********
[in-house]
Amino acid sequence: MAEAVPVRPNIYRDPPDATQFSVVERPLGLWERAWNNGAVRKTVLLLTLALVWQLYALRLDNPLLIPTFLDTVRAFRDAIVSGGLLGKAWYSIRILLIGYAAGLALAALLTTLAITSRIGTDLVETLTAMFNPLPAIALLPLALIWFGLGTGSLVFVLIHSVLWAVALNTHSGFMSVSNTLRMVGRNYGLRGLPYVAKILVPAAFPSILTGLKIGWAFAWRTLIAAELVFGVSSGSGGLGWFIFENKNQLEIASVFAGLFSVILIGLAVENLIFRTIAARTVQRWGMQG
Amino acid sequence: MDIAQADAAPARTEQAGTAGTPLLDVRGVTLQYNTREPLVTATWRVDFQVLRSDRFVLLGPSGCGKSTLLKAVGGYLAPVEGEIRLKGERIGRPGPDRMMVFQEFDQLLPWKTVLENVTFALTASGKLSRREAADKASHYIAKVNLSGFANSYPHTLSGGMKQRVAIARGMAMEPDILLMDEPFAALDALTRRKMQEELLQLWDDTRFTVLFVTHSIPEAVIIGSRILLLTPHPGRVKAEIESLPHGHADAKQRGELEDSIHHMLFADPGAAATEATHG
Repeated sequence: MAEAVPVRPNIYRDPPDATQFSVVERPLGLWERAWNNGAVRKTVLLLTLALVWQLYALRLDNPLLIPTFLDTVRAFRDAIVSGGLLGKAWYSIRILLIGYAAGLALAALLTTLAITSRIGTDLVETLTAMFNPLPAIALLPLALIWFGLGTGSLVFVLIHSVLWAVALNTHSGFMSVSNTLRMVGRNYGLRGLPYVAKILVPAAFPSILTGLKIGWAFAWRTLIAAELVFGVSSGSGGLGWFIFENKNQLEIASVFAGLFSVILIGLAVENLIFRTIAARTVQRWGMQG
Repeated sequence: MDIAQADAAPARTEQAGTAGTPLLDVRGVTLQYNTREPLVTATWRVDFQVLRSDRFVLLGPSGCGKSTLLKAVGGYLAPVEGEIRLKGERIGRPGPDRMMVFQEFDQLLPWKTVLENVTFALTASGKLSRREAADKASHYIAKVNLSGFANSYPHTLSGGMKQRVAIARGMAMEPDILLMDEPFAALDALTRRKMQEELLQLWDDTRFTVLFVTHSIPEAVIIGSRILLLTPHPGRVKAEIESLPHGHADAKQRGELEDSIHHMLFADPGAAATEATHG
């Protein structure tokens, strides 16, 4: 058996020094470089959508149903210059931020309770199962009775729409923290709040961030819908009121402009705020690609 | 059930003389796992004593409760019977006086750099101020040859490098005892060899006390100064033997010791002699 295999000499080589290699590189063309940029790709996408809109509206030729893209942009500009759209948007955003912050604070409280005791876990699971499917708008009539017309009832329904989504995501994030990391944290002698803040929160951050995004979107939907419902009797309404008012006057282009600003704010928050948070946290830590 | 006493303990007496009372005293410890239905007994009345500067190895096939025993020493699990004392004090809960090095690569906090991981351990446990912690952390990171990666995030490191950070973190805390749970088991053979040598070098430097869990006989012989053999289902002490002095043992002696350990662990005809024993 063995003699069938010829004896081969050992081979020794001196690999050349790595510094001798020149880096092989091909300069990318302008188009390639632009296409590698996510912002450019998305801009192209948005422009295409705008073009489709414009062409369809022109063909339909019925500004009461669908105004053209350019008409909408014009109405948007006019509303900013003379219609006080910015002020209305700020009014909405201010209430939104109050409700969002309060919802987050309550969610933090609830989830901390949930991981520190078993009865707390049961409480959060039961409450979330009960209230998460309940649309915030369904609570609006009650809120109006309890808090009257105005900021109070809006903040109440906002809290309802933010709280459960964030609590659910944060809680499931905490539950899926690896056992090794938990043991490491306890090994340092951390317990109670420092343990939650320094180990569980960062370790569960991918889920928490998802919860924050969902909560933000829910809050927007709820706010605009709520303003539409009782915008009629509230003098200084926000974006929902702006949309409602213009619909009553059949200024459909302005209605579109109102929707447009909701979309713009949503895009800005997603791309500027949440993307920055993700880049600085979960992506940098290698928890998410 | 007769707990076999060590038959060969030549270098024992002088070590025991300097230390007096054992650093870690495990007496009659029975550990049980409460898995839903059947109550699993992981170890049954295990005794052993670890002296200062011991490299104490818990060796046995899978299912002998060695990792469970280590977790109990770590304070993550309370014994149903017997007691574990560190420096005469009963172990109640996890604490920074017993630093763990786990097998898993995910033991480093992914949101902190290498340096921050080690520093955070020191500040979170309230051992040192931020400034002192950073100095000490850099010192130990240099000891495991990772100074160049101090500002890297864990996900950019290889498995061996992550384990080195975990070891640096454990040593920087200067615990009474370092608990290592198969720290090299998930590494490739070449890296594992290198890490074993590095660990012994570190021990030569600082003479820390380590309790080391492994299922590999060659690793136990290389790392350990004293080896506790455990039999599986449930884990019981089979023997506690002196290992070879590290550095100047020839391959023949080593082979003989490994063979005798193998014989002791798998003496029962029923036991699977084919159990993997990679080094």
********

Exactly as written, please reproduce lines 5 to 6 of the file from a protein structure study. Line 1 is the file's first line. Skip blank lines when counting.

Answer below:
Repeated sequence: MDIAQADAAPARTEQAGTAGTPLLDVRGVTLQYNTREPLVTATWRVDFQVLRSDRFVLLGPSGCGKSTLLKAVGGYLAPVEGEIRLKGERIGRPGPDRMMVFQEFDQLLPWKTVLENVTFALTASGKLSRREAADKASHYIAKVNLSGFANSYPHTLSGGMKQRVAIARGMAMEPDILLMDEPFAALDALTRRKMQEELLQLWDDTRFTVLFVTHSIPEAVIIGSRILLLTPHPGRVKAEIESLPHGHADAKQRGELEDSIHHMLFADPGAAATEATHG
């Protein structure tokens, strides 16, 4: 058996020094470089959508149903210059931020309770199962009775729409923290709040961030819908009121402009705020690609 | 059930003389796992004593409760019977006086750099101020040859490098005892060899006390100064033997010791002699 295999000499080589290699590189063309940029790709996408809109509206030729893209942009500009759209948007955003912050604070409280005791876990699971499917708008009539017309009832329904989504995501994030990391944290002698803040929160951050995004979107939907419902009797309404008012006057282009600003704010928050948070946290830590 | 006493303990007496009372005293410890239905007994009345500067190895096939025993020493699990004392004090809960090095690569906090991981351990446990912690952390990171990666995030490191950070973190805390749970088991053979040598070098430097869990006989012989053999289902002490002095043992002696350990662990005809024993 063995003699069938010829004896081969050992081979020794001196690999050349790595510094001798020149880096092989091909300069990318302008188009390639632009296409590698996510912002450019998305801009192209948005422009295409705008073009489709414009062409369809022109063909339909019925500004009461669908105004053209350019008409909408014009109405948007006019509303900013003379219609006080910015002020209305700020009014909405201010209430939104109050409700969002309060919802987050309550969610933090609830989830901390949930991981520190078993009865707390049961409480959060039961409450979330009960209230998460309940649309915030369904609570609006009650809120109006309890808090009257105005900021109070809006903040109440906002809290309802933010709280459960964030609590659910944060809680499931905490539950899926690896056992090794938990043991490491306890090994340092951390317990109670420092343990939650320094180990569980960062370790569960991918889920928490998802919860924050969902909560933000829910809050927007709820706010605009709520303003539409009782915008009629509230003098200084926000974006929902702006949309409602213009619909009553059949200024459909302005209605579109109102929707447009909701979309713009949503895009800005997603791309500027949440993307920055993700880049600085979960992506940098290698928890998410 | 007769707990076999060590038959060969030549270098024992002088070590025991300097230390007096054992650093870690495990007496009659029975550990049980409460898995839903059947109550699993992981170890049954295990005794052993670890002296200062011991490299104490818990060796046995899978299912002998060695990792469970280590977790109990770590304070993550309370014994149903017997007691574990560190420096005469009963172990109640996890604490920074017993630093763990786990097998898993995910033991480093992914949101902190290498340096921050080690520093955070020191500040979170309230051992040192931020400034002192950073100095000490850099010192130990240099000891495991990772100074160049101090500002890297864990996900950019290889498995061996992550384990080195975990070891640096454990040593920087200067615990009474370092608990290592198969720290090299998930590494490739070449890296594992290198890490074993590095660990012994570190021990030569600082003479820390380590309790080391492994299922590999060659690793136990290389790392350990004293080896506790455990039999599986449930884990019981089979023997506690002196290992070879590290550095100047020839391959023949080593082979003989490994063979005798193998014989002791798998003496029962029923036991699977084919159990993997990679080094």